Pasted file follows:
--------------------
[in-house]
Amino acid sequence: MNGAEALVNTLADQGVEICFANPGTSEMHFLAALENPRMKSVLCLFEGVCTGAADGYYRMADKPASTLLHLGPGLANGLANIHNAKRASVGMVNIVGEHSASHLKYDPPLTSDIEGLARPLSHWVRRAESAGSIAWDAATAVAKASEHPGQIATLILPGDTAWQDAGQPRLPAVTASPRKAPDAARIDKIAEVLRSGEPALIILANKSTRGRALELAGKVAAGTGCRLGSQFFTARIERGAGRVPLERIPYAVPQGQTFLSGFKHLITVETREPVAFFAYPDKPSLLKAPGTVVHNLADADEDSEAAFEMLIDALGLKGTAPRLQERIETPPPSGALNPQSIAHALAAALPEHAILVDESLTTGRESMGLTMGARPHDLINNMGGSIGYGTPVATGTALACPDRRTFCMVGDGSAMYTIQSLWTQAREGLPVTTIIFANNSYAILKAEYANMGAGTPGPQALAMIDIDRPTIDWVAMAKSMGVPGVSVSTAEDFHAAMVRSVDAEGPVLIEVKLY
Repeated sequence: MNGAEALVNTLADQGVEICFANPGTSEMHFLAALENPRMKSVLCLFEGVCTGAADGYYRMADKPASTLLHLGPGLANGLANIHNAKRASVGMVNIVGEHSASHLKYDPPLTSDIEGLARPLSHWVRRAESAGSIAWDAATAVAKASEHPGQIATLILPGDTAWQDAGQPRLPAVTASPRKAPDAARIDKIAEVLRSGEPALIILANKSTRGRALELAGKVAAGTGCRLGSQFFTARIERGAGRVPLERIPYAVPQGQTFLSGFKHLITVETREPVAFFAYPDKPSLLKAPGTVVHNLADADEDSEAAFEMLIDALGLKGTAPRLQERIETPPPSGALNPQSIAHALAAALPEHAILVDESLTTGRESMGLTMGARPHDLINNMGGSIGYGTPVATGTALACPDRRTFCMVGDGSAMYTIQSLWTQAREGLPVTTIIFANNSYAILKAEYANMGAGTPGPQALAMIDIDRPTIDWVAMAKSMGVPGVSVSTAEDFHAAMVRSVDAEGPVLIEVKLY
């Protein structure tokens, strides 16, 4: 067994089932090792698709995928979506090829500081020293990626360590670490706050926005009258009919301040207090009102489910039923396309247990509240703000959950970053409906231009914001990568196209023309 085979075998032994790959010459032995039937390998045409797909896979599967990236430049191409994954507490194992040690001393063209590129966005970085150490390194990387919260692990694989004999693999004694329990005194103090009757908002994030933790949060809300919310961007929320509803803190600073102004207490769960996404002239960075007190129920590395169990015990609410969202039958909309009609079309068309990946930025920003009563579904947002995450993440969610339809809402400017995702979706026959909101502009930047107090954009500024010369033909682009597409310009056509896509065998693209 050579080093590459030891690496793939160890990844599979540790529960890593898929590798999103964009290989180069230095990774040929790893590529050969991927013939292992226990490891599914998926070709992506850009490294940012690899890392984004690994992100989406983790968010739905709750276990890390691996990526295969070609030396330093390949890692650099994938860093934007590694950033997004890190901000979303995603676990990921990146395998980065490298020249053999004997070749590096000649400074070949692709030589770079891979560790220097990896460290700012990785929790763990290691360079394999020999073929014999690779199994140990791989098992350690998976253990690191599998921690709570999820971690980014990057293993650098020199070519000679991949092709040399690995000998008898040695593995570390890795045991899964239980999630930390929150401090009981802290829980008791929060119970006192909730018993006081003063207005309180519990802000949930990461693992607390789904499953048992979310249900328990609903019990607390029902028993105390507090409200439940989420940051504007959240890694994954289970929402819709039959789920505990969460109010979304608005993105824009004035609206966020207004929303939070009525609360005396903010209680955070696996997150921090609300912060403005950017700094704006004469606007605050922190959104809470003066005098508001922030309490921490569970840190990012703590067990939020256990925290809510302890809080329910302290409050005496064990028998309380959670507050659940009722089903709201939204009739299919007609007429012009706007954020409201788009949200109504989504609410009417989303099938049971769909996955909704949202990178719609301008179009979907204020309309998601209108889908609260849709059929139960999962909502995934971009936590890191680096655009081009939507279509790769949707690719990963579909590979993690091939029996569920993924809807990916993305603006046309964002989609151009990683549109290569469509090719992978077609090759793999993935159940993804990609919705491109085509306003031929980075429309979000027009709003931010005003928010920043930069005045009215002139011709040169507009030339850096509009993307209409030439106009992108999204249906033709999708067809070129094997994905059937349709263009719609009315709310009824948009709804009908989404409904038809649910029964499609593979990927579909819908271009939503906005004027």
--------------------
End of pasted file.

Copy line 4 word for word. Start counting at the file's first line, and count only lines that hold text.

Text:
């Protein structure tokens, strides 16, 4: 067994089932090792698709995928979506090829500081020293990626360590670490706050926005009258009919301040207090009102489910039923396309247990509240703000959950970053409906231009914001990568196209023309 085979075998032994790959010459032995039937390998045409797909896979599967990236430049191409994954507490194992040690001393063209590129966005970085150490390194990387919260692990694989004999693999004694329990005194103090009757908002994030933790949060809300919310961007929320509803803190600073102004207490769960996404002239960075007190129920590395169990015990609410969202039958909309009609079309068309990946930025920003009563579904947002995450993440969610339809809402400017995702979706026959909101502009930047107090954009500024010369033909682009597409310009056509896509065998693209 050579080093590459030891690496793939160890990844599979540790529960890593898929590798999103964009290989180069230095990774040929790893590529050969991927013939292992226990490891599914998926070709992506850009490294940012690899890392984004690994992100989406983790968010739905709750276990890390691996990526295969070609030396330093390949890692650099994938860093934007590694950033997004890190901000979303995603676990990921990146395998980065490298020249053999004997070749590096000649400074070949692709030589770079891979560790220097990896460290700012990785929790763990290691360079394999020999073929014999690779199994140990791989098992350690998976253990690191599998921690709570999820971690980014990057293993650098020199070519000679991949092709040399690995000998008898040695593995570390890795045991899964239980999630930390929150401090009981802290829980008791929060119970006192909730018993006081003063207005309180519990802000949930990461693992607390789904499953048992979310249900328990609903019990607390029902028993105390507090409200439940989420940051504007959240890694994954289970929402819709039959789920505990969460109010979304608005993105824009004035609206966020207004929303939070009525609360005396903010209680955070696996997150921090609300912060403005950017700094704006004469606007605050922190959104809470003066005098508001922030309490921490569970840190990012703590067990939020256990925290809510302890809080329910302290409050005496064990028998309380959670507050659940009722089903709201939204009739299919007609007429012009706007954020409201788009949200109504989504609410009417989303099938049971769909996955909704949202990178719609301008179009979907204020309309998601209108889908609260849709059929139960999962909502995934971009936590890191680096655009081009939507279509790769949707690719990963579909590979993690091939029996569920993924809807990916993305603006046309964002989609151009990683549109290569469509090719992978077609090759793999993935159940993804990609919705491109085509306003031929980075429309979000027009709003931010005003928010920043930069005045009215002139011709040169507009030339850096509009993307209409030439106009992108999204249906033709999708067809070129094997994905059937349709263009719609009315709310009824948009709804009908989404409904038809649910029964499609593979990927579909819908271009939503906005004027």